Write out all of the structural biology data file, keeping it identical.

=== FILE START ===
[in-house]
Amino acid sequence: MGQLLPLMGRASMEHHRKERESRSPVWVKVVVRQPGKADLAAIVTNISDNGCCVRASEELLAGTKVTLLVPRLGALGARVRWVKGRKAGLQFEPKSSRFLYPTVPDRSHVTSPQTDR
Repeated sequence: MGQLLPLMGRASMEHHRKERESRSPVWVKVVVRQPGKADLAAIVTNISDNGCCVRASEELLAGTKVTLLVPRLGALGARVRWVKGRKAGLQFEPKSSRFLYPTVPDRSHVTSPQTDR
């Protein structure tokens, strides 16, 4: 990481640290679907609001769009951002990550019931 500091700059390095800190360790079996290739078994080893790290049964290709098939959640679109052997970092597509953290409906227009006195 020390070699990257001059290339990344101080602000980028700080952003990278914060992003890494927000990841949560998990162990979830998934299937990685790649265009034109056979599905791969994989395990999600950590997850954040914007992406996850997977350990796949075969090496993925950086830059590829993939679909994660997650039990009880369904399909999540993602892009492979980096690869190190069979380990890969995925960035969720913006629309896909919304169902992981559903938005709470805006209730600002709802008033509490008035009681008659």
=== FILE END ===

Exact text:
[in-house]
Amino acid sequence: MGQLLPLMGRASMEHHRKERESRSPVWVKVVVRQPGKADLAAIVTNISDNGCCVRASEELLAGTKVTLLVPRLGALGARVRWVKGRKAGLQFEPKSSRFLYPTVPDRSHVTSPQTDR
Repeated sequence: MGQLLPLMGRASMEHHRKERESRSPVWVKVVVRQPGKADLAAIVTNISDNGCCVRASEELLAGTKVTLLVPRLGALGARVRWVKGRKAGLQFEPKSSRFLYPTVPDRSHVTSPQTDR
């Protein structure tokens, strides 16, 4: 990481640290679907609001769009951002990550019931 500091700059390095800190360790079996290739078994080893790290049964290709098939959640679109052997970092597509953290409906227009006195 020390070699990257001059290339990344101080602000980028700080952003990278914060992003890494927000990841949560998990162990979830998934299937990685790649265009034109056979599905791969994989395990999600950590997850954040914007992406996850997977350990796949075969090496993925950086830059590829993939679909994660997650039990009880369904399909999540993602892009492979980096690869190190069979380990890969995925960035969720913006629309896909919304169902992981559903938005709470805006209730600002709802008033509490008035009681008659």